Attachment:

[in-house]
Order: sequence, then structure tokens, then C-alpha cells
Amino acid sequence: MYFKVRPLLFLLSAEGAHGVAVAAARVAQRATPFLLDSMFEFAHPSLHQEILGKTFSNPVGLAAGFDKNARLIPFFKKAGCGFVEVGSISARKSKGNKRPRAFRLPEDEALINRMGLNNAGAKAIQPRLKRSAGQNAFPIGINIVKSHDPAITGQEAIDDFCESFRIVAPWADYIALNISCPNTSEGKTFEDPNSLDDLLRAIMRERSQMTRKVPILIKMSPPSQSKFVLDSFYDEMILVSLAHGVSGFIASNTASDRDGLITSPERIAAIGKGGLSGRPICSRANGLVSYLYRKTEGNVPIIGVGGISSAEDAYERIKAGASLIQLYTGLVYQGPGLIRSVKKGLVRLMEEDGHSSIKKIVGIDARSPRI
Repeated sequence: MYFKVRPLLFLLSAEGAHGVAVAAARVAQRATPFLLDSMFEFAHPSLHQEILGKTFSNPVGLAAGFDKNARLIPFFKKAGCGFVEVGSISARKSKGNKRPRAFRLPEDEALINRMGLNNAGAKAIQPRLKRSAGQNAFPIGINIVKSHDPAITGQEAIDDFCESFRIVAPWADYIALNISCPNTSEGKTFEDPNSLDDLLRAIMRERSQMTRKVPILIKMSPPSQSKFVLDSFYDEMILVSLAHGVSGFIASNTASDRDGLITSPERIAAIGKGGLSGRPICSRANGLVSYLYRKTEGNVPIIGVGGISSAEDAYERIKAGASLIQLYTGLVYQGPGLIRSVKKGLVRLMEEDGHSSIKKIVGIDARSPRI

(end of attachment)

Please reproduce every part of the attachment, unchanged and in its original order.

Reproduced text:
[in-house]
Order: sequence, then structure tokens, then C-alpha cells
Amino acid sequence: MYFKVRPLLFLLSAEGAHGVAVAAARVAQRATPFLLDSMFEFAHPSLHQEILGKTFSNPVGLAAGFDKNARLIPFFKKAGCGFVEVGSISARKSKGNKRPRAFRLPEDEALINRMGLNNAGAKAIQPRLKRSAGQNAFPIGINIVKSHDPAITGQEAIDDFCESFRIVAPWADYIALNISCPNTSEGKTFEDPNSLDDLLRAIMRERSQMTRKVPILIKMSPPSQSKFVLDSFYDEMILVSLAHGVSGFIASNTASDRDGLITSPERIAAIGKGGLSGRPICSRANGLVSYLYRKTEGNVPIIGVGGISSAEDAYERIKAGASLIQLYTGLVYQGPGLIRSVKKGLVRLMEEDGHSSIKKIVGIDARSPRI
Repeated sequence: MYFKVRPLLFLLSAEGAHGVAVAAARVAQRATPFLLDSMFEFAHPSLHQEILGKTFSNPVGLAAGFDKNARLIPFFKKAGCGFVEVGSISARKSKGNKRPRAFRLPEDEALINRMGLNNAGAKAIQPRLKRSAGQNAFPIGINIVKSHDPAITGQEAIDDFCESFRIVAPWADYIALNISCPNTSEGKTFEDPNSLDDLLRAIMRERSQMTRKVPILIKMSPPSQSKFVLDSFYDEMILVSLAHGVSGFIASNTASDRDGLITSPERIAAIGKGGLSGRPICSRANGLVSYLYRKTEGNVPIIGVGGISSAEDAYERIKAGASLIQLYTGLVYQGPGLIRSVKKGLVRLMEEDGHSSIKKIVGIDARSPRI